Lutherans and other Christian traditions worldwide have directed their attention toward the meaning of the Reformation, which has been marked as a 500th anniversary year in 2017 (culminating this week). The Reformation was a perfect quake of ideas, politics, media, and language that changed the course of the Church and the world. Martin Luther was at the epicenter of that quake. Some people recognize this day and time with 500-year old German hymns. Martin Luther both taught about God’s love in Christ, and built up the Church through writing hymns (some of them we still use today). But the Reformation is far more than a type of music or worship.
In one of his most widely used texts, The Small Catechism, Luther taught the basics of Christian faith that were not the exclusive possessions of priests and pastors, but a tool for Christians to pass on the faith at home and in their communities. The Catechism taught the 10 Commandments, the Apostles’ Creed, and the Lord’s Prayer were to be part of daily living, in the language of the people, and focused on God’s love, the Bible, and neighbor.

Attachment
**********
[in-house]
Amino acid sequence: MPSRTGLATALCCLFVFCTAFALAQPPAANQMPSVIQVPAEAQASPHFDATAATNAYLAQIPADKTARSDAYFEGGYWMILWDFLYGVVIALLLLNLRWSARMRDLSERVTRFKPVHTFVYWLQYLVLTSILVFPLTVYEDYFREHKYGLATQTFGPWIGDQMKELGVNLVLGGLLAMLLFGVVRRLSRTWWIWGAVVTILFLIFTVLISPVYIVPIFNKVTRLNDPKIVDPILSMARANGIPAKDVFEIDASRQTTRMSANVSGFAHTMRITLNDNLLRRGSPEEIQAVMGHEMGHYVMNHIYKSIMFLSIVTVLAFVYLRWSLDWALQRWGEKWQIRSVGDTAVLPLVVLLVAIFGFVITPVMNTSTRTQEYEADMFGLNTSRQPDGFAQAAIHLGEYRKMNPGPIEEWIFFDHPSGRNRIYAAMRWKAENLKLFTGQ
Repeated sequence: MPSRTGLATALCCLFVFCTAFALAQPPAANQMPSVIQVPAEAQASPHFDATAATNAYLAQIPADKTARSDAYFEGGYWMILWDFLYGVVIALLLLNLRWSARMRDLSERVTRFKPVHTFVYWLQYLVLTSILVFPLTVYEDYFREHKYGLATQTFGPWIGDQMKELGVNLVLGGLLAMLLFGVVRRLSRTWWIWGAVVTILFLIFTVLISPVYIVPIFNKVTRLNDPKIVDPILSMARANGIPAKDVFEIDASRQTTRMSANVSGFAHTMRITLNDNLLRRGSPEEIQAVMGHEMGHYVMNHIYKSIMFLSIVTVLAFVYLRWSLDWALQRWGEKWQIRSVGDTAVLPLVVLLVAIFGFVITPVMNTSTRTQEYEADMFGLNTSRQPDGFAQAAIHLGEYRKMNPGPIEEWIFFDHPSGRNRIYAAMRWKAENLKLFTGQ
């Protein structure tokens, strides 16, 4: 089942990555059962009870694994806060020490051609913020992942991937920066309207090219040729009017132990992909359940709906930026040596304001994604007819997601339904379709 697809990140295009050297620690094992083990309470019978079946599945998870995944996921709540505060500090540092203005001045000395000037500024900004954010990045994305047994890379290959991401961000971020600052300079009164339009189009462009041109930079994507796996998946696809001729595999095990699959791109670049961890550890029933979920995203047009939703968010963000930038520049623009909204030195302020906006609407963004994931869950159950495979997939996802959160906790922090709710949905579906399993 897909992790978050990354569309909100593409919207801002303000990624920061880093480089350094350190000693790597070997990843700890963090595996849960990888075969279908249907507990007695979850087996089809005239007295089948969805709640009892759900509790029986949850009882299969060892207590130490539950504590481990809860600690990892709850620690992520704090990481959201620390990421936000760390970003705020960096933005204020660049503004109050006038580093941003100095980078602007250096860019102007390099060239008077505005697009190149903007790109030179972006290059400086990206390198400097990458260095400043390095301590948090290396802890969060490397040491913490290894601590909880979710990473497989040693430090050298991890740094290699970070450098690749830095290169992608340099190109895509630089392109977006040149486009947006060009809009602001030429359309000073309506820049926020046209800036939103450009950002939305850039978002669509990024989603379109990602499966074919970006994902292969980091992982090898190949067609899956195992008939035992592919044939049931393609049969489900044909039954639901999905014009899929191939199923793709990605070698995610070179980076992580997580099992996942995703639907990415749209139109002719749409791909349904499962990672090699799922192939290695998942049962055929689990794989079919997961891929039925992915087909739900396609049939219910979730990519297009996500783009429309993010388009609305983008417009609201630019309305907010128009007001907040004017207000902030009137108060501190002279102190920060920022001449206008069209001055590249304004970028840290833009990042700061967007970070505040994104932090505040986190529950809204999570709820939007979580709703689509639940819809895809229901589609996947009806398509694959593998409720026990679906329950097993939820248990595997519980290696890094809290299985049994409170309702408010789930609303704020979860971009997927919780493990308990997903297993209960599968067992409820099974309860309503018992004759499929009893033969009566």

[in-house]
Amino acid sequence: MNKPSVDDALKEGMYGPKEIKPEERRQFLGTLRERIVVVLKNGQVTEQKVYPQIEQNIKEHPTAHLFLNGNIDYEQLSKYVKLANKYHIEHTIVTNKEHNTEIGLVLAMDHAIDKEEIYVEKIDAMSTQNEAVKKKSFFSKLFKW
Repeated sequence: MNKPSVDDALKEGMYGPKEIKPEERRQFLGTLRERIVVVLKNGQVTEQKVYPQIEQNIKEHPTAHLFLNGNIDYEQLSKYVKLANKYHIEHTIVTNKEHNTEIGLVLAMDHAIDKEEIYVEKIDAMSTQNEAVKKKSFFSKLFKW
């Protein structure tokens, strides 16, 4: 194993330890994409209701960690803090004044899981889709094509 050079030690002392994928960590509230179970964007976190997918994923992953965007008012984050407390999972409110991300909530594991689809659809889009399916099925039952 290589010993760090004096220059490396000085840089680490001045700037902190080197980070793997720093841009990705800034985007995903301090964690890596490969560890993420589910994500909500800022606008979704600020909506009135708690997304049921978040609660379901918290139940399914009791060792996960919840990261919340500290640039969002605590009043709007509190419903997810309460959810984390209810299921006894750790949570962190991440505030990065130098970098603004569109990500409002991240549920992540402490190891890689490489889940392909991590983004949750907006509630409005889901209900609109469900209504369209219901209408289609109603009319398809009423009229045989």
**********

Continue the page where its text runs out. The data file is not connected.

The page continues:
I believe that what continues to make the Reformation important today is that Luther emphasized worship and teaching in the language of the people, and directed our attention toward our neighbor. For centuries, the Church had (and has) emphasized its own power. Luther redirected followers of Jesus away from fear of the power of the Church, and toward their neighbor. This neighbor focus is especially reflected in the Parable of the Good Samaritan, which poses the question, “Who is my neighbor?” This teaching directs me as a Christian and as a pastor in my actions at church, and with my household. It is not so important that we at St. John’s build a church full of Lutherans. What is important is that with a congregation that is called Lutheran, we welcome our neighbor in building a community in Christ that continues to welcome neighbors, no matter who they are.